References in classic literature ?
Of course there was nothing left for me but to proceed to business, and I began scraping away at a great rate.
The officer was about to give the order to proceed, but Cornelius stopped him, a painful thought having struck him.
And the officer again made the driver a sign to proceed.
Glaucon and the rest entreated me by all means not to let the question drop, but to proceed in the investigation.
It was so thick, and the foliage so dense, that it was quite fatiguing to proceed.
But this could not be the case with-the idea of a nature more perfect than myself; for to receive it from nothing was a thing manifestly impossible; and, because it is not less repugnant that the more perfect should be an effect of, and dependence on the less perfect, than that something should proceed from nothing, it was equally impossible that I could hold it from myself: accordingly, it but remained that it had been placed in me by a nature which was in reality more perfect than mine, and which even possessed within itself all the perfections of which I could form any idea; that is to say, in a single word, which was God.
Yet before I proceed to my legitimate subject some few final remarks will no doubt be expected by my Readers upon those pillars and mainstays of the Constitution of Flatland, the controllers of our conduct and shapers of our destiny, the objects of universal homage and almost of adoration: need I say that I mean our Circles or Priests?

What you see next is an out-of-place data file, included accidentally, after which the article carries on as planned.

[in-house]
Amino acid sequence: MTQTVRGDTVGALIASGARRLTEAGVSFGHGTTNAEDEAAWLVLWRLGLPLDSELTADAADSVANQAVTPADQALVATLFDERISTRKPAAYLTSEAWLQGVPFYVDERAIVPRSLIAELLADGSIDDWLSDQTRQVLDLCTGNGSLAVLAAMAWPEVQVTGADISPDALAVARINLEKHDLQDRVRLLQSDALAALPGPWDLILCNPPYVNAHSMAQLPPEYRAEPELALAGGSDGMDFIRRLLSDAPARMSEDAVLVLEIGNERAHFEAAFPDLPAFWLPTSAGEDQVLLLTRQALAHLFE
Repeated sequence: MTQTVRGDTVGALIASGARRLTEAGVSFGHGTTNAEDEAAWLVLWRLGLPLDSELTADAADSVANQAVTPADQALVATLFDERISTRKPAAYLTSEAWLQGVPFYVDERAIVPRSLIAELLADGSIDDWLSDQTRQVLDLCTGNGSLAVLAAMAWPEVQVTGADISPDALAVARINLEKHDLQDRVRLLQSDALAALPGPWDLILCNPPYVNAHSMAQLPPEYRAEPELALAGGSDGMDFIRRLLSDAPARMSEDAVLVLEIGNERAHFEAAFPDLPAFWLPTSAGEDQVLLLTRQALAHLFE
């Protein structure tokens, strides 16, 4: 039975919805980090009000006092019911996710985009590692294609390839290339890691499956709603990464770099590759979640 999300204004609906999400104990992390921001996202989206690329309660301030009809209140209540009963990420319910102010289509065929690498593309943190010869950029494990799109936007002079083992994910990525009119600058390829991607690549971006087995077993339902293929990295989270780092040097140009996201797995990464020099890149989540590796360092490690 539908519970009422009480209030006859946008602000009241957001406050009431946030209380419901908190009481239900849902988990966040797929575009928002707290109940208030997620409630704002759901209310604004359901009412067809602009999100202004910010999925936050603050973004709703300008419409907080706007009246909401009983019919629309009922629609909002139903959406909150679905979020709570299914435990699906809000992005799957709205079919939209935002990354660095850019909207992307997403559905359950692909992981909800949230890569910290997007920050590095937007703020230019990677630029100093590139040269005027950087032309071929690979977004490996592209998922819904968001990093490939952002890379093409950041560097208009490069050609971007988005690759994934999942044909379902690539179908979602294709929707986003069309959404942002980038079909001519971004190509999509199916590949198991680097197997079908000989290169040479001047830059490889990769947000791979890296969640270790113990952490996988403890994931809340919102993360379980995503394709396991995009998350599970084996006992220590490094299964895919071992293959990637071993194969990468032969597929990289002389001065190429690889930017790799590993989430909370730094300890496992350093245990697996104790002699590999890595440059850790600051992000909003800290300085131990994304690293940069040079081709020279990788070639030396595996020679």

Mere consequences, sir,” interrupted the sheriff; “all our minor differences proceed from one cause, and that is, our opinions of the universal attainments of genius.
Reed, the clerk, and three men were detached to explore the river still further down than the previous scouting parties had been, and at the same time to look out for Indians, from whom provisions might be obtained, and a supply of horses, should it be found necessary to proceed by land.
The nature of the country through which he was about to travel rendered it impossible to proceed with wagons.
Let us therefore proceed to examine whether the people are not right in their opinion that a cordial Union, under an efficient national government, affords them the best security that can be devised against HOSTILITIES from abroad.
To deny the existence of a passion of which we often see manifest instances, seems to be very strange and absurd; and can indeed proceed only from that self-admonition which we have mentioned above: but how unfair is this

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